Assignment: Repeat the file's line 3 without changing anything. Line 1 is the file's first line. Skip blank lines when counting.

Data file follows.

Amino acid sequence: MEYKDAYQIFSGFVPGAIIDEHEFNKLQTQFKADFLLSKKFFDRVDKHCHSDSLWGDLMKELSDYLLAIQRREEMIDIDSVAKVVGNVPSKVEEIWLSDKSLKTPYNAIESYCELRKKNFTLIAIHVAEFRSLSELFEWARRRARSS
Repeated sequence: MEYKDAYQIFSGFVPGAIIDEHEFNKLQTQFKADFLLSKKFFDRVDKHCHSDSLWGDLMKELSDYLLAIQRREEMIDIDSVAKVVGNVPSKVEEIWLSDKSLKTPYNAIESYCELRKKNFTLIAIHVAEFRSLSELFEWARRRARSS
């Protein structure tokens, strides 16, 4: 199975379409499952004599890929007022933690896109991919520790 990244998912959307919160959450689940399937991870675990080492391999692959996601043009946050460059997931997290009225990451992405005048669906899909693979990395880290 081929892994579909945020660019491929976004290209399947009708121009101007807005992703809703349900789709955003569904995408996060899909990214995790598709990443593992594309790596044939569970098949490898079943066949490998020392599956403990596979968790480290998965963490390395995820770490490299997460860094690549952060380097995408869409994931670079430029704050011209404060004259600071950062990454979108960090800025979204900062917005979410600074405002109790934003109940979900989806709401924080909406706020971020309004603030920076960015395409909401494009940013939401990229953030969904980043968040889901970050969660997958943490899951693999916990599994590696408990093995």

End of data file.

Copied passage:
């Protein structure tokens, strides 16, 4: 199975379409499952004599890929007022933690896109991919520790 990244998912959307919160959450689940399937991870675990080492391999692959996601043009946050460059997931997290009225990451992405005048669906899909693979990395880290 081929892994579909945020660019491929976004290209399947009708121009101007807005992703809703349900789709955003569904995408996060899909990214995790598709990443593992594309790596044939569970098949490898079943066949490998020392599956403990596979968790480290998965963490390395995820770490490299997460860094690549952060380097995408869409994931670079430029704050011209404060004259600071950062990454979108960090800025979204900062917005979410600074405002109790934003109940979900989806709401924080909406706020971020309004603030920076960015395409909401494009940013939401990229953030969904980043968040889901970050969660997958943490899951693999916990599994590696408990093995």